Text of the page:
The expert patient pilot interventions are in place (Department of Health, 1999), and the results will be used to make people with diabetes the main driver in their care. Lay tutors have also been appointed to provide appropriate education but they will need teaching and support themselves from knowledgeable health professionals.
Some nurses have felt in the past that it adversely affected the quality of life (QOL) of people with type 2 diabetes to be prescribed insulin, but the evidence from QOL studies from the UK Prospective Diabetes Study (1999) showed that the various treatments for diabetes did not adversely affect QOL but that treatment for complications and hypoglycaemia did.
Some diabetes specialists choose a particular treatment regimen and only offer their patients this option, rather than offer them choices in treatments that may suit their lifestyle and work patterns more flexibly. This means the treatment regimen needs to suit the patient, rather that the patient suit the treatment regimen. With self-management skills people with diabetes will have real choices and be aware of what is needed to maintain health.
Nurses need to support people with diabetes and to inform them of some of the 'good news' stories of recent diabetes research, rather than focus on the horror stories of complications. Positive messages to deliver include the following:
- The 'diabetic diet' is not different from anyone else's; it is a healthy diet and one that all members of the public should be following;
- Diabetic complications can be prevented or slowed;
- Treatments can be adapted to suit an individual's lifestyle.
The main barriers facing the successful implementation of the standards include a lack of understanding about what actually happens to a person's body who has diabetes, the different types of diabetes, effective prevention strategies, different treatments and the importance of blood glucose control, blood pressure and lipids. Training and education will be imperative for health professionals and people with diabetes and their carers alike: nurses are likely to be key people to provide this.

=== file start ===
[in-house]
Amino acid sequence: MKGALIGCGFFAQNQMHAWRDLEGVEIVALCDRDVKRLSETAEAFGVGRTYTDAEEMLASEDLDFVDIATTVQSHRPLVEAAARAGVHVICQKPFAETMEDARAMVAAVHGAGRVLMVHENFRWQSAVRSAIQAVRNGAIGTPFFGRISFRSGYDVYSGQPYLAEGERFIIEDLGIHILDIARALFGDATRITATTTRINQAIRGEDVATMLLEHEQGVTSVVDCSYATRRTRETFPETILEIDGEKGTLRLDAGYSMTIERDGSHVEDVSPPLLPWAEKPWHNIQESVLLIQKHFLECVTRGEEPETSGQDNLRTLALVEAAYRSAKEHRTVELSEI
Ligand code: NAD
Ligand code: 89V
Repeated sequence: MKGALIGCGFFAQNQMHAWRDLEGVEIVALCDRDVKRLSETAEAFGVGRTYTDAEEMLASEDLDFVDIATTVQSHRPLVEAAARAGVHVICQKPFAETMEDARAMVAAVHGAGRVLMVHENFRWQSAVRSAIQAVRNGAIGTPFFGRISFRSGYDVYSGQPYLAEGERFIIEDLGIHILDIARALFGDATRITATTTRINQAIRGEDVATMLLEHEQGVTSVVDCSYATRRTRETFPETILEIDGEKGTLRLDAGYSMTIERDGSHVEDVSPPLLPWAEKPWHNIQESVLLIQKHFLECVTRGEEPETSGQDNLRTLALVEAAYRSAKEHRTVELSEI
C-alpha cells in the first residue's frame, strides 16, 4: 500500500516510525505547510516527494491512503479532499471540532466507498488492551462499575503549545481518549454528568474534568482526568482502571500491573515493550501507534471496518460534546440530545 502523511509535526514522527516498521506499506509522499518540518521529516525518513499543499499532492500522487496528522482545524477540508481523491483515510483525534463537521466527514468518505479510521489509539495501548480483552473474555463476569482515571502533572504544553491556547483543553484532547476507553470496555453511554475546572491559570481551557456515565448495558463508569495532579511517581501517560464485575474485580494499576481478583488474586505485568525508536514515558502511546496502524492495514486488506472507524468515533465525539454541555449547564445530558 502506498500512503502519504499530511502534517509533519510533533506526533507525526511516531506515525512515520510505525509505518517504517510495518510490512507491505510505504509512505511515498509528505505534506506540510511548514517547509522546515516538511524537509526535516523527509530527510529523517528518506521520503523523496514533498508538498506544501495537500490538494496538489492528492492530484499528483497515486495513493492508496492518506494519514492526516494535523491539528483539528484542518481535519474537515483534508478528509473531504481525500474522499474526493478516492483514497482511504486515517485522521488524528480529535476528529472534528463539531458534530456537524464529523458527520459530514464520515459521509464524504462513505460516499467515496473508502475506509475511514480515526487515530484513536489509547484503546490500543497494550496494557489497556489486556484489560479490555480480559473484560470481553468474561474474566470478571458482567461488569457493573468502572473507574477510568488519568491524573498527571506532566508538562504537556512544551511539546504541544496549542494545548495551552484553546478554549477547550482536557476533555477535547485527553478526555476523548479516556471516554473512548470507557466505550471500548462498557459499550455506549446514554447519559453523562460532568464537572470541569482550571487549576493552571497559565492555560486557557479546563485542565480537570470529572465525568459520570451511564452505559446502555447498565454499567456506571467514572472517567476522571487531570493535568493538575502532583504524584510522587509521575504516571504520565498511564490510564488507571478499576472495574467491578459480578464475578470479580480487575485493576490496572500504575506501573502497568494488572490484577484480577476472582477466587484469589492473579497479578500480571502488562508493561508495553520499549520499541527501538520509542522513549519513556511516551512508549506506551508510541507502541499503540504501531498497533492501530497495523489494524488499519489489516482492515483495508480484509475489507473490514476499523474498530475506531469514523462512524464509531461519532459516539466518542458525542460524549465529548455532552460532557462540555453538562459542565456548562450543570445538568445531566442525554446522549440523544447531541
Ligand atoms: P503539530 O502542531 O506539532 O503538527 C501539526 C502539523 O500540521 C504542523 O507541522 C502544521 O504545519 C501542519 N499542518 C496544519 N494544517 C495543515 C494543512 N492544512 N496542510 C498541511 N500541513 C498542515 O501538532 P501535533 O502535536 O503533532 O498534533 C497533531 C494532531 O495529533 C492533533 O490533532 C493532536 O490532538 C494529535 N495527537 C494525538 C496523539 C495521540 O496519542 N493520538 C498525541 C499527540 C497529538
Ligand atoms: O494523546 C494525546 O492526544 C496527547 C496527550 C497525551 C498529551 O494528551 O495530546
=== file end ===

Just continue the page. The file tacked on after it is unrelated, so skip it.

Glycated haemoglobin (HbA1c) has been around since the late 1970s and is known to predict diabetic complications and indicate when treatments are inadequate. Yet most patient education materials do not mention it and many nurses do not give enough information to patients so they understand the importance of this test. This is just one example of how practice will need to change. The targets for improving diabetes care are ambitious but achievable. It is hoped that in 10 years:
- Fewer people will develop diabetes;
- People with diabetes are identified earlier;
- People with diabetes will have greater control;
- People with diabetes will develop fewer complications;
- The complications that do occur will be identified and treated at an earlier stage;
- When people with diabetes are admitted to hospital they will receive effective care;
- Women with diabetes and those who develop diabetes during pregnancy will have healthier pregnancies and healthy babies.
Nurses can help to bring these improved outcomes into the realm of normal good practice and make sure they are available to all people with diabetes. They can play their part by accessing the delivery strategies when they are published in the summer and putting the standards into practice.n